The single-player campaign is structured as a reality television show on which you are contestant. Split/Second doesn't do a whole lot with the premise (you won't meet any slimy TV producers or peek in on any bloodthirsty viewers), but each episode's introduction and credit sequence is produced so well that you look forward to seeing what courses you unlock next. Episodes and one-off events include the usual races and elimination matches, all limited to eight participants. There are a few additional modes worth noting, however. In Survivor mode, you earn points by passing a series of semitrucks as you circle around the course. There's some fine print, though: These trucks are dropping explosive barrels onto the track. The more trucks you pass without wrecking, the faster you accumulate points. In Air Revenge mode, you must avoid a helicopter's missile strikes long enough to trigger a power play that deflects the missiles back toward the badly behaving chopper. There are also three challenges that let you practice drifting, destroy opponents to earn bonus time, and drive as one of those barrel-dropping semis. These modes don't provide incessant thrills, but they make for fun diversions nonetheless.

Yet even with the variety these modes add, Split/Second comes off as a bit basic. It doesn't take long to memorize each track, including power play locations. So while entire sections of the track may change if someone activates a level-two power play, the game doesn't offer as much flexibility and variety as MotorStorm: Arctic Edge. If you strip away the power plays completely, you have an unspectacular racer with few trimmings. You unlock new vehicles as you play with various stats relating to power, drifting, and so on, but you can't change their colors or otherwise customize their appearance. You earn awards for accomplishing certain goals as you play, but these have no impact on gameplay, and you can't show them off online. In fact, you can't do anything online because Split/Second's multiplayer options are limited only to local ad hoc races and eliminations. They are also limited to four players, which is half the number you encounter in offline races--and half the fun. At least you can fill out empty slots with AI racers, so you can experience a full four-player race even if you have only one other friend with a copy of the game.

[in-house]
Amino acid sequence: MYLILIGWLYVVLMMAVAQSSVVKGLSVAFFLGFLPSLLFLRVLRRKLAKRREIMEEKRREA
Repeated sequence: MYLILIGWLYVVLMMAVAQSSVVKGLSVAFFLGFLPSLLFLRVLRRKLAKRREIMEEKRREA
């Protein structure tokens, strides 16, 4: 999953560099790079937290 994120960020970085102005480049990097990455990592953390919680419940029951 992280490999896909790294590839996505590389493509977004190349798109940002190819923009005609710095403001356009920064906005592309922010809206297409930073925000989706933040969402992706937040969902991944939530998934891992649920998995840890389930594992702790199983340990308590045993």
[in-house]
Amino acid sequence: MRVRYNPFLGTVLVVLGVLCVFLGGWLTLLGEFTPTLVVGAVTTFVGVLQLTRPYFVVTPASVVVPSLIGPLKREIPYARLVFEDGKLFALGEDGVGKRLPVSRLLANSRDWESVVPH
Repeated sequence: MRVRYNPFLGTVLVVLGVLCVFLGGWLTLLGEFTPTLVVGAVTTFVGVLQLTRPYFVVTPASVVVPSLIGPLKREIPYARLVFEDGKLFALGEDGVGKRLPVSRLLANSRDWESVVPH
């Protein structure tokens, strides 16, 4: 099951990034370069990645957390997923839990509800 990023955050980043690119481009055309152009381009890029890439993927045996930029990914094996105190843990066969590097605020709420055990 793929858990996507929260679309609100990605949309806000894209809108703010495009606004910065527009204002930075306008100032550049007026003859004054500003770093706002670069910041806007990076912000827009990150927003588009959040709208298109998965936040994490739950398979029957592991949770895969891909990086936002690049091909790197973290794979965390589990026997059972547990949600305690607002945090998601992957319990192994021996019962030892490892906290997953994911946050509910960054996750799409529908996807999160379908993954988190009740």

In Split/Second, rubbing is racing.
In Split/Second, rubbing is racing.

In spite of the drawbacks of its own visual chaos, Split/Second looks terrific. A glowing sunset softens the view at the docks, smoke billows into the air, and from time to time, the camera slickly zooms in on the destruction you so expertly instigated. A few rare hitches aside, the frame rate keeps up its end of the bargain and has the game zipping right along. Nevertheless, it's hard to shake the feeling that Split/Second isn't a great fit for the PSP. The stiff controls and small screen make it a chore to react to explosive events as they occur, thus turning "fast and furious" into "fun but flawed." It's also a great pity the multiplayer options are so scant because annihilating human competition online would have made for a raucous good time. There are better racing games available on the platform, but that doesn't mean you should ignore Split/Second--just be prepared to exercise a little patience amidst the debris and detonations.

The Good

  • Power plays lead to some explosive thrills
  • Survival and Airstrike modes are neat twists
  • Looks great, sounds great

The Bad

  • Racing relies too much on a single mechanic
  • Controls are on the stiff side
  • No online play

About the Author

Kevin VanOrd has a cat named Ollie who refuses to play bass in Rock Band.